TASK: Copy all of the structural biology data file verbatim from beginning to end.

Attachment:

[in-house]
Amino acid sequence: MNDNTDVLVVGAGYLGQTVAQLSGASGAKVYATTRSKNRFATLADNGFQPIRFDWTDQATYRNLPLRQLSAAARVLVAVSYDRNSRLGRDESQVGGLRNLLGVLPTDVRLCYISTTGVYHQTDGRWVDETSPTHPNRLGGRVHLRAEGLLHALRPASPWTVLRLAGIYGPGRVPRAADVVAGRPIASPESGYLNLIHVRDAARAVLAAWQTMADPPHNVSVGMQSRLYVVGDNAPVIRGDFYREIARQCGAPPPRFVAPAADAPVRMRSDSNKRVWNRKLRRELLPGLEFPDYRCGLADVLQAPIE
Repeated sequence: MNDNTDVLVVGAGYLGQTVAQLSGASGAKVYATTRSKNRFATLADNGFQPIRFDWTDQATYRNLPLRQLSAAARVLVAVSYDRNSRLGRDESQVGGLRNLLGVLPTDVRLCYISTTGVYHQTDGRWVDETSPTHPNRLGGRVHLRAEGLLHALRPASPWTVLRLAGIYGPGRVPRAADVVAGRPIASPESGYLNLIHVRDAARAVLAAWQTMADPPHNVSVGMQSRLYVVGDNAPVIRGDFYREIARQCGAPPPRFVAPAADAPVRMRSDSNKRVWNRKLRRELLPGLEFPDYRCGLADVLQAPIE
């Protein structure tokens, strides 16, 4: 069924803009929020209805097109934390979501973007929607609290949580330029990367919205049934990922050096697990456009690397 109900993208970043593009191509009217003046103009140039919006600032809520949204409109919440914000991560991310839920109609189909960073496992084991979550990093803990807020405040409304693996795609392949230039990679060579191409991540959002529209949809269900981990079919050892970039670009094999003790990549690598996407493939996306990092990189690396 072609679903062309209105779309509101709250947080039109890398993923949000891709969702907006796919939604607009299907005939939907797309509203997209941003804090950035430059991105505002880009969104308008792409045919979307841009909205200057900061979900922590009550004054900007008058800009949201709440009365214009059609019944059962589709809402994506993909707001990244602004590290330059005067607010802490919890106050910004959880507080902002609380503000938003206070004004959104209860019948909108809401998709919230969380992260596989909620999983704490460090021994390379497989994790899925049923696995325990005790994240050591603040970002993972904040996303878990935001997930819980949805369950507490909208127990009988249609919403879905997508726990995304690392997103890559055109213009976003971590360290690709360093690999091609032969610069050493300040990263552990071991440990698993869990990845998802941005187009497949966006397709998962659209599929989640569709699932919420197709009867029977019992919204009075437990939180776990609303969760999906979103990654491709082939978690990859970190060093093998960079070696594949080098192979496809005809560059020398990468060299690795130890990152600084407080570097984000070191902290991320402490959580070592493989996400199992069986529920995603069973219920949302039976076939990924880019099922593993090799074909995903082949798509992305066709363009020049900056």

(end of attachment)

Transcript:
[in-house]
Amino acid sequence: MNDNTDVLVVGAGYLGQTVAQLSGASGAKVYATTRSKNRFATLADNGFQPIRFDWTDQATYRNLPLRQLSAAARVLVAVSYDRNSRLGRDESQVGGLRNLLGVLPTDVRLCYISTTGVYHQTDGRWVDETSPTHPNRLGGRVHLRAEGLLHALRPASPWTVLRLAGIYGPGRVPRAADVVAGRPIASPESGYLNLIHVRDAARAVLAAWQTMADPPHNVSVGMQSRLYVVGDNAPVIRGDFYREIARQCGAPPPRFVAPAADAPVRMRSDSNKRVWNRKLRRELLPGLEFPDYRCGLADVLQAPIE
Repeated sequence: MNDNTDVLVVGAGYLGQTVAQLSGASGAKVYATTRSKNRFATLADNGFQPIRFDWTDQATYRNLPLRQLSAAARVLVAVSYDRNSRLGRDESQVGGLRNLLGVLPTDVRLCYISTTGVYHQTDGRWVDETSPTHPNRLGGRVHLRAEGLLHALRPASPWTVLRLAGIYGPGRVPRAADVVAGRPIASPESGYLNLIHVRDAARAVLAAWQTMADPPHNVSVGMQSRLYVVGDNAPVIRGDFYREIARQCGAPPPRFVAPAADAPVRMRSDSNKRVWNRKLRRELLPGLEFPDYRCGLADVLQAPIE
């Protein structure tokens, strides 16, 4: 069924803009929020209805097109934390979501973007929607609290949580330029990367919205049934990922050096697990456009690397 109900993208970043593009191509009217003046103009140039919006600032809520949204409109919440914000991560991310839920109609189909960073496992084991979550990093803990807020405040409304693996795609392949230039990679060579191409991540959002529209949809269900981990079919050892970039670009094999003790990549690598996407493939996306990092990189690396 072609679903062309209105779309509101709250947080039109890398993923949000891709969702907006796919939604607009299907005939939907797309509203997209941003804090950035430059991105505002880009969104308008792409045919979307841009909205200057900061979900922590009550004054900007008058800009949201709440009365214009059609019944059962589709809402994506993909707001990244602004590290330059005067607010802490919890106050910004959880507080902002609380503000938003206070004004959104209860019948909108809401998709919230969380992260596989909620999983704490460090021994390379497989994790899925049923696995325990005790994240050591603040970002993972904040996303878990935001997930819980949805369950507490909208127990009988249609919403879905997508726990995304690392997103890559055109213009976003971590360290690709360093690999091609032969610069050493300040990263552990071991440990698993869990990845998802941005187009497949966006397709998962659209599929989640569709699932919420197709009867029977019992919204009075437990939180776990609303969760999906979103990654491709082939978690990859970190060093093998960079070696594949080098192979496809005809560059020398990468060299690795130890990152600084407080570097984000070191902290991320402490959580070592493989996400199992069986529920995603069973219920949302039976076939990924880019099922593993090799074909995903082949798509992305066709363009020049900056």